Rhyme without reason, reason without rhyme,
For this poor soul, it is the end of her time.
I dropped the candlestick to the ground, the walls closing in on me, my sight blurred and my head dizzy, the horror engulfing every part of me. The smelly sensation of burning wafted into my nose, bringing me back to my senses. Immediately, I stamped the fire out, every stomp more desperate than the next. When the smallest ember was finally extinguished I rushed down the stairs, my eyes streaming with tears of fear and my breathing labored. Bobby was still clearing up downstairs when she looked up to see me terrified and panicking. When I had explained the situation in wheezing breaths, her face drained of color and her hands superstitiously clasped the golden cross that lay around her neck. “Oh sweet Mary Mother of Jesus.” She whispered. “The police… go get the police!”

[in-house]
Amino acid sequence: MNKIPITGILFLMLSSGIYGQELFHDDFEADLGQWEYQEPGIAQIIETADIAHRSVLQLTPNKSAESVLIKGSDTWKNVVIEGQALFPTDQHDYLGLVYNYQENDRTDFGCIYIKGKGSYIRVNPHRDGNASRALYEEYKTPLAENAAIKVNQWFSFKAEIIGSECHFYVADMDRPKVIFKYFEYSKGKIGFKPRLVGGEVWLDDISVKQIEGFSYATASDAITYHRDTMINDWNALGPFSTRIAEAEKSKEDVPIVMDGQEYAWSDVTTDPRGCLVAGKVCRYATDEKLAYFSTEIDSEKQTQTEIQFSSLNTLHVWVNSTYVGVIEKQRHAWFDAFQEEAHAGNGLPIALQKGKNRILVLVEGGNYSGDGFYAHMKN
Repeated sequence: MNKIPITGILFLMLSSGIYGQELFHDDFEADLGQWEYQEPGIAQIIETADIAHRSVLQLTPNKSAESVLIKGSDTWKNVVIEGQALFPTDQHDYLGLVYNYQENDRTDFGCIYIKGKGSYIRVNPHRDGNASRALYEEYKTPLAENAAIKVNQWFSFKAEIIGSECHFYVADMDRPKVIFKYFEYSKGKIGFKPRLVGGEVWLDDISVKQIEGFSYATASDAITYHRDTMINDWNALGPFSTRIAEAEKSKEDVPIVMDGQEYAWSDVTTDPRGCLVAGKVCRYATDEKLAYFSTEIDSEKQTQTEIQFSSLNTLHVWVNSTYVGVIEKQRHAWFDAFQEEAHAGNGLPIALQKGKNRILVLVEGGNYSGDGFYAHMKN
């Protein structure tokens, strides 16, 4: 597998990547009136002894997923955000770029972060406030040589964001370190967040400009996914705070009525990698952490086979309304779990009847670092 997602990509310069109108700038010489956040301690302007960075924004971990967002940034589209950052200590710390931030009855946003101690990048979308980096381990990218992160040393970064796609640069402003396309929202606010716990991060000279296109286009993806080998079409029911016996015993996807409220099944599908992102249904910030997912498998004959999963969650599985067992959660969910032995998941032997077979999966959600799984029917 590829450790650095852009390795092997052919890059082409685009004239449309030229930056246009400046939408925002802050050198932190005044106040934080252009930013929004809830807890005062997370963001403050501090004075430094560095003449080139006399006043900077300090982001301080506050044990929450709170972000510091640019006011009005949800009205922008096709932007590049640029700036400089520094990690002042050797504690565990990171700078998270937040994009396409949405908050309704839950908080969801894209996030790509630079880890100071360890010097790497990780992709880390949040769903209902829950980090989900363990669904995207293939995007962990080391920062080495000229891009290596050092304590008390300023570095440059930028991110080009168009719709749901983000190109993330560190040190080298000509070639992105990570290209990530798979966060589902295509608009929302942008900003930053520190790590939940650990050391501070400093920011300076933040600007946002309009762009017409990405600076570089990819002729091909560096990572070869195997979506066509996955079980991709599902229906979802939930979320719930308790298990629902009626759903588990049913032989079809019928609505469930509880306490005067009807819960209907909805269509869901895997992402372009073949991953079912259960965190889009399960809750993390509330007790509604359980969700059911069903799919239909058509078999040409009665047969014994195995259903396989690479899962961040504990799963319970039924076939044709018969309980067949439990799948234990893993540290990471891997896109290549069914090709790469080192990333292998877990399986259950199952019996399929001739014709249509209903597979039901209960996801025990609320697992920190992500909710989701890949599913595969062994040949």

An hour later, 6 officers crowded the small shop as they examined every inch of my home, searching for clues and interrogating the walls.
“Yep, yep, definitely the work of the Reaper…” one of the policemen muttered to himself.
“Oh how can you be so ridiculous?!?” I screamed, “This was not done by some murderous spirit! Why can’t you see that some deranged maniac broke into my house and spread pigs’ blood all over my walls?” I screeched, my patience wearing thin and my nerves a mess.
“Now, now my dear Ms Addington, don’t you fret your pretty little head over this, why don’t you go downstairs while you let us policemen do our job?” Constable Phillips addressed me with a sickening sweetness. But before I could offer my retort, Bobby had stepped forward and was now shepherding me down the steps.